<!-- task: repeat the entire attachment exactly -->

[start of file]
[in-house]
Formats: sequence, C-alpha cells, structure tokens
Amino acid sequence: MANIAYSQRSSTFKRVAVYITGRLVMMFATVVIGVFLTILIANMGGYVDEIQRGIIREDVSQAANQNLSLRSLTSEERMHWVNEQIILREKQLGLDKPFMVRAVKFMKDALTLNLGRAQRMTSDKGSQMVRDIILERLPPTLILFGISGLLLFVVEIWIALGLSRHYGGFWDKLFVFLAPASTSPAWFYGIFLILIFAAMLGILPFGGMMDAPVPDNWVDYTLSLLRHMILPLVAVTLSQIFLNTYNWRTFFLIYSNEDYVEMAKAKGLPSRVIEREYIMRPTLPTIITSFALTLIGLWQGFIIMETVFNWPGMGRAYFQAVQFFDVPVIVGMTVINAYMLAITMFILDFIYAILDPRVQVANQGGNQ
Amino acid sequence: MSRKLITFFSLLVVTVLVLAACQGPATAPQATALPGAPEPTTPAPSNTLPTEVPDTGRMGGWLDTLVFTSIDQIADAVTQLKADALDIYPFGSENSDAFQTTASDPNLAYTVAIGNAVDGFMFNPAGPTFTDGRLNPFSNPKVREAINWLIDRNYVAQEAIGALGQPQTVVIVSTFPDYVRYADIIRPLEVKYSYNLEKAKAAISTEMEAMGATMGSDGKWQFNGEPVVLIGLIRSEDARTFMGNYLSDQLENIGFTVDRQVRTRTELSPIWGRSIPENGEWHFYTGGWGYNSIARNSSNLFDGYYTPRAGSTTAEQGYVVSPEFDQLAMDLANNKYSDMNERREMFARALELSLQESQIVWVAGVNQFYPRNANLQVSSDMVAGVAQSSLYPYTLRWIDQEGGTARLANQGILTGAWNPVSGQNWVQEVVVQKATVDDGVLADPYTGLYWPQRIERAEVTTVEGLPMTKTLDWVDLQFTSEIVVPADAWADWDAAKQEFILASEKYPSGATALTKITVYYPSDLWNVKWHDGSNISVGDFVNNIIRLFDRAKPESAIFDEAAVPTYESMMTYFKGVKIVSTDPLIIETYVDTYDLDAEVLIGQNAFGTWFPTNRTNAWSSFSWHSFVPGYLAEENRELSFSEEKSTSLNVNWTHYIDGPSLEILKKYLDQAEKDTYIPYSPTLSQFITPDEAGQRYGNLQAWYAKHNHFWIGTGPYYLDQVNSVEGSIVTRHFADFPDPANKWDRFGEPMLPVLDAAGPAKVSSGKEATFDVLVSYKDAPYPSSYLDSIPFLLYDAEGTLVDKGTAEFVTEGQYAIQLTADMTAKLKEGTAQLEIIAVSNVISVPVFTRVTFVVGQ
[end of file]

[in-house]
Formats: sequence, C-alpha cells, structure tokens
Amino acid sequence: MANIAYSQRSSTFKRVAVYITGRLVMMFATVVIGVFLTILIANMGGYVDEIQRGIIREDVSQAANQNLSLRSLTSEERMHWVNEQIILREKQLGLDKPFMVRAVKFMKDALTLNLGRAQRMTSDKGSQMVRDIILERLPPTLILFGISGLLLFVVEIWIALGLSRHYGGFWDKLFVFLAPASTSPAWFYGIFLILIFAAMLGILPFGGMMDAPVPDNWVDYTLSLLRHMILPLVAVTLSQIFLNTYNWRTFFLIYSNEDYVEMAKAKGLPSRVIEREYIMRPTLPTIITSFALTLIGLWQGFIIMETVFNWPGMGRAYFQAVQFFDVPVIVGMTVINAYMLAITMFILDFIYAILDPRVQVANQGGNQ
Amino acid sequence: MSRKLITFFSLLVVTVLVLAACQGPATAPQATALPGAPEPTTPAPSNTLPTEVPDTGRMGGWLDTLVFTSIDQIADAVTQLKADALDIYPFGSENSDAFQTTASDPNLAYTVAIGNAVDGFMFNPAGPTFTDGRLNPFSNPKVREAINWLIDRNYVAQEAIGALGQPQTVVIVSTFPDYVRYADIIRPLEVKYSYNLEKAKAAISTEMEAMGATMGSDGKWQFNGEPVVLIGLIRSEDARTFMGNYLSDQLENIGFTVDRQVRTRTELSPIWGRSIPENGEWHFYTGGWGYNSIARNSSNLFDGYYTPRAGSTTAEQGYVVSPEFDQLAMDLANNKYSDMNERREMFARALELSLQESQIVWVAGVNQFYPRNANLQVSSDMVAGVAQSSLYPYTLRWIDQEGGTARLANQGILTGAWNPVSGQNWVQEVVVQKATVDDGVLADPYTGLYWPQRIERAEVTTVEGLPMTKTLDWVDLQFTSEIVVPADAWADWDAAKQEFILASEKYPSGATALTKITVYYPSDLWNVKWHDGSNISVGDFVNNIIRLFDRAKPESAIFDEAAVPTYESMMTYFKGVKIVSTDPLIIETYVDTYDLDAEVLIGQNAFGTWFPTNRTNAWSSFSWHSFVPGYLAEENRELSFSEEKSTSLNVNWTHYIDGPSLEILKKYLDQAEKDTYIPYSPTLSQFITPDEAGQRYGNLQAWYAKHNHFWIGTGPYYLDQVNSVEGSIVTRHFADFPDPANKWDRFGEPMLPVLDAAGPAKVSSGKEATFDVLVSYKDAPYPSSYLDSIPFLLYDAEGTLVDKGTAEFVTEGQYAIQLTADMTAKLKEGTAQLEIIAVSNVISVPVFTRVTFVVGQ